• Journalism and media. “What we see is influenced by who is reporting,” she noted. Although women are a majority of journalists, they make up less than a third of hosts and only 13% of guests on the Sunday morning roundtables that shape our views of politics—and who we see as leaders.
• K-12 education. Women hold 75% of teaching positions but only 30% of educational leadership roles. More women teach math and science; more men teach physical education and social studies. Women superintendents earn just 81% of what men earn in that job.
• Law. In 2012 women were 47% of law school graduates, 15% of law firm equity partners and 5% of managing partners. Women were 60% of law school assistant and associate deans but only 26% of deans. Women of color are 6% of all lawyers but 13% at large firms with more than 700 lawyers. The gender pay gap in private law firms worsened from 2010 to 2011.
• Medicine. The number of women physicians has doubled in the last 20 years. At the not-for-profit hospitals with the highest gross revenues, women CEOs earned 57% as much as male CEOs. Among winners of a highly competitive research grant, women earned $360,000 less than men over a 30-year career.
• Military. Following a sharp growth in their numbers, women in 2010-11 were 14% of enlisted military and 17% of commissioned officers. Active-duty women are 31% African American and 53% white, more racially diverse than men, who are 16% African American, 71% white. Ahead of its time, the Armed Services has paid women equally for equal work since women began military service in 1901.
• Nonprofits and philanthropy. The larger the organization, the bigger the CEO gender gap in both numbers and pay. Women are nearly 75% of the nonprofit workforce, 45% of nonprofit CEOs overall and only 16% of CEOs at nonprofits with budgets more than $50 million. Women CEOs average 80% of male CEO pay overall and only 77% at the largest nonprofits.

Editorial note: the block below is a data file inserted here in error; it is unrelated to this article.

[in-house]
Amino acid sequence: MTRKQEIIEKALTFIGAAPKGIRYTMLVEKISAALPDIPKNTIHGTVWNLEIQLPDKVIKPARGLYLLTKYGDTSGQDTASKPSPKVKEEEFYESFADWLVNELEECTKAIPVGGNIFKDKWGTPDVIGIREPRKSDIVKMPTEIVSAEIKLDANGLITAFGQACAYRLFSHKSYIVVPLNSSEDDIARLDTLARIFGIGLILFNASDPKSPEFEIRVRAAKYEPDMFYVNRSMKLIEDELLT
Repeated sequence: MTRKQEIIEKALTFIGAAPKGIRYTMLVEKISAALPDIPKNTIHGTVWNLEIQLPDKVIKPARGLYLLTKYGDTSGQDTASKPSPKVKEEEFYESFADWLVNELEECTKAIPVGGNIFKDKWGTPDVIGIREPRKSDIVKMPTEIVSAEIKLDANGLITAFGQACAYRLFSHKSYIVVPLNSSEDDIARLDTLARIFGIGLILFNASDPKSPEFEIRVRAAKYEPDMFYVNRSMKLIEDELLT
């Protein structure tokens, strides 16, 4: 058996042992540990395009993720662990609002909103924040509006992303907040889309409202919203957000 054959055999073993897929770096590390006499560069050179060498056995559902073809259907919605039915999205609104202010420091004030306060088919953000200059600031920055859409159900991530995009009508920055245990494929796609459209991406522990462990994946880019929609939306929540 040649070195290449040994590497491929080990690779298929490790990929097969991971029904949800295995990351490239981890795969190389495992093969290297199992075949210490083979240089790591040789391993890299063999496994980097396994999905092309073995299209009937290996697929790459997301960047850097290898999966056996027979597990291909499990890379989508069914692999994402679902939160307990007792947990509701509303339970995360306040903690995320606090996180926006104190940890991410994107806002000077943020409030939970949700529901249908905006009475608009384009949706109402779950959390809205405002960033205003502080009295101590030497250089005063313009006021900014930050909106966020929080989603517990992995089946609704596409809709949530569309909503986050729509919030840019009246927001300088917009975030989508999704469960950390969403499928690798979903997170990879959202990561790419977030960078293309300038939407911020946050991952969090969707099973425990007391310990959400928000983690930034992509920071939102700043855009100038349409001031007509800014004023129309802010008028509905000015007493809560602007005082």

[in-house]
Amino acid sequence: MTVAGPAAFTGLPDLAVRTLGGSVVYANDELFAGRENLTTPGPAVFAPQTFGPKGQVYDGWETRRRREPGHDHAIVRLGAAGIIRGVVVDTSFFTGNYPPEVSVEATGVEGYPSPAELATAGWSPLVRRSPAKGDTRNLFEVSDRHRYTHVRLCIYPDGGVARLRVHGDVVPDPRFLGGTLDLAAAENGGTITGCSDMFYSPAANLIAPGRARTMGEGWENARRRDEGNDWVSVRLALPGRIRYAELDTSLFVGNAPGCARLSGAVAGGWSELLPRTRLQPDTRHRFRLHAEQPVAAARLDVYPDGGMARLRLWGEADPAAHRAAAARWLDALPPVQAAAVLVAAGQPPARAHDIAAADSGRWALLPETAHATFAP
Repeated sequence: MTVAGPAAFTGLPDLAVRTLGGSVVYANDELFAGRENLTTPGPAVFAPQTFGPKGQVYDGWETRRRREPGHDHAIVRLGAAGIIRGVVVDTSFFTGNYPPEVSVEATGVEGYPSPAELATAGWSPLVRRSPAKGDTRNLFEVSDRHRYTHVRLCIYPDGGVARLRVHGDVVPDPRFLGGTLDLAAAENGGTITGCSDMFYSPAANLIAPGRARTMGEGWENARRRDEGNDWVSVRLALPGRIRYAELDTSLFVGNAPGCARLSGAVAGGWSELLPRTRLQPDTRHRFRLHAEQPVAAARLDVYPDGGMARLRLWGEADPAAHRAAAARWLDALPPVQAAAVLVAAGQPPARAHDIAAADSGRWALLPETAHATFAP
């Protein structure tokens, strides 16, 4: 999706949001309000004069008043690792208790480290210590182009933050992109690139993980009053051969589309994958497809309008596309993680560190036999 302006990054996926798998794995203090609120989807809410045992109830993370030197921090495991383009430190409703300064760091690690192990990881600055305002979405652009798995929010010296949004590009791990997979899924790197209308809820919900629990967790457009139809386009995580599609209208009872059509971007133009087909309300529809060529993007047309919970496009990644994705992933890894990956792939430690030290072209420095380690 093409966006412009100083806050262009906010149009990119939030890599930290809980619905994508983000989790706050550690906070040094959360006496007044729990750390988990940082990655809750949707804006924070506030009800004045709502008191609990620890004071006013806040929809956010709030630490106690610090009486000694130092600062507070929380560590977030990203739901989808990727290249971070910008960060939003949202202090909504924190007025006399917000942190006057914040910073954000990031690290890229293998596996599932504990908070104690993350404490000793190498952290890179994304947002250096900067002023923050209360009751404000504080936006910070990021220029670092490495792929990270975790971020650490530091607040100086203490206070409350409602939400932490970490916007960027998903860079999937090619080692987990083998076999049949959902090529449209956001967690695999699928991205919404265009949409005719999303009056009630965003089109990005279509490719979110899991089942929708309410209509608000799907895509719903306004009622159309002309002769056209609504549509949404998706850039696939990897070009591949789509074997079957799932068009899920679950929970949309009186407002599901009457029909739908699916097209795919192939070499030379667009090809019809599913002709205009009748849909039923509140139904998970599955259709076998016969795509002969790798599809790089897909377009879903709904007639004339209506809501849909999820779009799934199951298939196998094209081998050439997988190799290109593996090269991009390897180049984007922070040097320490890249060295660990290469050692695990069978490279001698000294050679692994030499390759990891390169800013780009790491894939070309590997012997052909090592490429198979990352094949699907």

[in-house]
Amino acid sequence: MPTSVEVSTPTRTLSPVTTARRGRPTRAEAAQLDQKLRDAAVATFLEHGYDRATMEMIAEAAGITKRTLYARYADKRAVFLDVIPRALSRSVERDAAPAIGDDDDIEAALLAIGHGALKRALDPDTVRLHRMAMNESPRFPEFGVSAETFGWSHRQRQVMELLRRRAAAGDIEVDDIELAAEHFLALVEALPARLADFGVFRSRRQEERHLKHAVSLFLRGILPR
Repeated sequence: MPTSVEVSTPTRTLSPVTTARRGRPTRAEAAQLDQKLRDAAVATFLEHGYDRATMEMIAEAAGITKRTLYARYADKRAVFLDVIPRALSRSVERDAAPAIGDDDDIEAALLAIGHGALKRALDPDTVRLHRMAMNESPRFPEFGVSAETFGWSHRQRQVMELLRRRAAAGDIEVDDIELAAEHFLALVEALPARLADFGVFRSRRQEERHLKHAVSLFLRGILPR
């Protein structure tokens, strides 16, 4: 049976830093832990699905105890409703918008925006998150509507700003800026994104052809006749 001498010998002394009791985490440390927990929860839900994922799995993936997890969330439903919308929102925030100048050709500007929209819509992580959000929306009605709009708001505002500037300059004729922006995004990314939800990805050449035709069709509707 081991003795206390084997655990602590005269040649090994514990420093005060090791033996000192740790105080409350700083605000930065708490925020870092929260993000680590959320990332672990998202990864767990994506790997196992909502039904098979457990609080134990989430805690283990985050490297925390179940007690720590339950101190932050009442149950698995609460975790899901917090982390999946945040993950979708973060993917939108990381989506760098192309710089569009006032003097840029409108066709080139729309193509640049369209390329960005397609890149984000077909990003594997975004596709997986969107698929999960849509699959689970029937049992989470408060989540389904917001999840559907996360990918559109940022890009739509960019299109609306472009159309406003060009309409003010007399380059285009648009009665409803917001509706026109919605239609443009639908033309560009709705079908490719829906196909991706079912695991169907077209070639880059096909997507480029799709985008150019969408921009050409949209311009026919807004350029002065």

• Politics and government. Less than a third of federal judges are women, affecting rulings on reproductive rights, abortion rights, child care and sex discrimination. Women hold 18% of seats in the 2013 Congress. “We’ll achieve parity in 2090 at the current rate,” Gangone said. But they’re more productive than the men, cosponsoring about 26 more bills per Congressional session and bringing about 9% more federal spending to their districts.
• Religion. In 2009, 10% of U.S. religious organizations had a woman as senior pastor; Episcopalians lead among major denominations at 31%. The larger the church or temple, the smaller the percentage of women leaders becomes.
• Sports. Women won 56% of all the U.S. medals at the 2012 Olympics and 64% of the U.S. gold medals. InDivision I collegiate sports, coaches of women’s teams earn only 68% of what coaches of men’s teams earn, “one of the largest pay gaps in this study,” the authors wrote. Women’s sports at Division I schools get only 37% of athletics spending and 32% of recruitment dollars, though more than half their students are women.